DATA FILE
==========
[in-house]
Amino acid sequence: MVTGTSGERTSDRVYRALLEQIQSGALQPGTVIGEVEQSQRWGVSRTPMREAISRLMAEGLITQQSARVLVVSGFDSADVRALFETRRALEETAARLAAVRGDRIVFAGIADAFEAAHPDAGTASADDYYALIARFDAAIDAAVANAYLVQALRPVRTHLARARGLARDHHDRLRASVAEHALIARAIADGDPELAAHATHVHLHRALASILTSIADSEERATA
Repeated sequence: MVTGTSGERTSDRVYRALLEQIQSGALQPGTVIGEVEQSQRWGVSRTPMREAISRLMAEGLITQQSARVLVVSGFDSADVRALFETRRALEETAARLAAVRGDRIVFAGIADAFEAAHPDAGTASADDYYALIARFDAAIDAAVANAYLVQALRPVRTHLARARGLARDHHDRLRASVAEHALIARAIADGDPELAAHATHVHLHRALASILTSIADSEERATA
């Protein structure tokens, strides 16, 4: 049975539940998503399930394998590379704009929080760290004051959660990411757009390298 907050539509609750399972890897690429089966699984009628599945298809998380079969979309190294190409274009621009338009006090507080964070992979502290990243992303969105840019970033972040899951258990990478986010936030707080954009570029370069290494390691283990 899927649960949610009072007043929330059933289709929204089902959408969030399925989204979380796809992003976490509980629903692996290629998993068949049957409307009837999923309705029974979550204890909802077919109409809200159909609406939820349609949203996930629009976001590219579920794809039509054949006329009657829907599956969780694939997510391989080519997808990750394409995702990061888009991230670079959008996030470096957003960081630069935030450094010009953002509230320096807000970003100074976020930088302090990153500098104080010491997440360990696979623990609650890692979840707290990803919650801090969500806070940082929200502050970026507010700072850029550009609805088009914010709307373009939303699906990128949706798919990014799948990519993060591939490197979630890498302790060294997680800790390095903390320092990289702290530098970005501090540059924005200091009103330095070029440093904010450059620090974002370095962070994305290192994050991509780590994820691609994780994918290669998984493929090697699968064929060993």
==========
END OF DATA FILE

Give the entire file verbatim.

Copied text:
[in-house]
Amino acid sequence: MVTGTSGERTSDRVYRALLEQIQSGALQPGTVIGEVEQSQRWGVSRTPMREAISRLMAEGLITQQSARVLVVSGFDSADVRALFETRRALEETAARLAAVRGDRIVFAGIADAFEAAHPDAGTASADDYYALIARFDAAIDAAVANAYLVQALRPVRTHLARARGLARDHHDRLRASVAEHALIARAIADGDPELAAHATHVHLHRALASILTSIADSEERATA
Repeated sequence: MVTGTSGERTSDRVYRALLEQIQSGALQPGTVIGEVEQSQRWGVSRTPMREAISRLMAEGLITQQSARVLVVSGFDSADVRALFETRRALEETAARLAAVRGDRIVFAGIADAFEAAHPDAGTASADDYYALIARFDAAIDAAVANAYLVQALRPVRTHLARARGLARDHHDRLRASVAEHALIARAIADGDPELAAHATHVHLHRALASILTSIADSEERATA
């Protein structure tokens, strides 16, 4: 049975539940998503399930394998590379704009929080760290004051959660990411757009390298 907050539509609750399972890897690429089966699984009628599945298809998380079969979309190294190409274009621009338009006090507080964070992979502290990243992303969105840019970033972040899951258990990478986010936030707080954009570029370069290494390691283990 899927649960949610009072007043929330059933289709929204089902959408969030399925989204979380796809992003976490509980629903692996290629998993068949049957409307009837999923309705029974979550204890909802077919109409809200159909609406939820349609949203996930629009976001590219579920794809039509054949006329009657829907599956969780694939997510391989080519997808990750394409995702990061888009991230670079959008996030470096957003960081630069935030450094010009953002509230320096807000970003100074976020930088302090990153500098104080010491997440360990696979623990609650890692979840707290990803919650801090969500806070940082929200502050970026507010700072850029550009609805088009914010709307373009939303699906990128949706798919990014799948990519993060591939490197979630890498302790060294997680800790390095903390320092990289702290530098970005501090540059924005200091009103330095070029440093904010450059620090974002370095962070994305290192994050991509780590994820691609994780994918290669998984493929090697699968064929060993």